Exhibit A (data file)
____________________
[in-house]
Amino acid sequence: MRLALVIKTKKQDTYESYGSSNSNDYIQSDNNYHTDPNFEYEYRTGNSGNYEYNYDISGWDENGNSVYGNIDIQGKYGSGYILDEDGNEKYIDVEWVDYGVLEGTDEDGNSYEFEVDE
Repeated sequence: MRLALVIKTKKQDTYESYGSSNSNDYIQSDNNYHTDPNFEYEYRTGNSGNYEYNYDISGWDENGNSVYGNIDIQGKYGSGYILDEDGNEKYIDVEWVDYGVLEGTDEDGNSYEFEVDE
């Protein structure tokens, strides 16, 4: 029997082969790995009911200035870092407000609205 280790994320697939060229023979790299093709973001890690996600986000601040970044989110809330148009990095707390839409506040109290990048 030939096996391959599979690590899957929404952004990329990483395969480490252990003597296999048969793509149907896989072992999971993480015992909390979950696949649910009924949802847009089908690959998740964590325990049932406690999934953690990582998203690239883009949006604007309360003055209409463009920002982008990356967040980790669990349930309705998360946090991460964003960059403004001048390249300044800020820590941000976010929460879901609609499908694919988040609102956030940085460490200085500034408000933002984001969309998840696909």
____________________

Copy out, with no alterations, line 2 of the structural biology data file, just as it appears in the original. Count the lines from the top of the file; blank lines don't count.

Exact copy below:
Amino acid sequence: MRLALVIKTKKQDTYESYGSSNSNDYIQSDNNYHTDPNFEYEYRTGNSGNYEYNYDISGWDENGNSVYGNIDIQGKYGSGYILDEDGNEKYIDVEWVDYGVLEGTDEDGNSYEFEVDE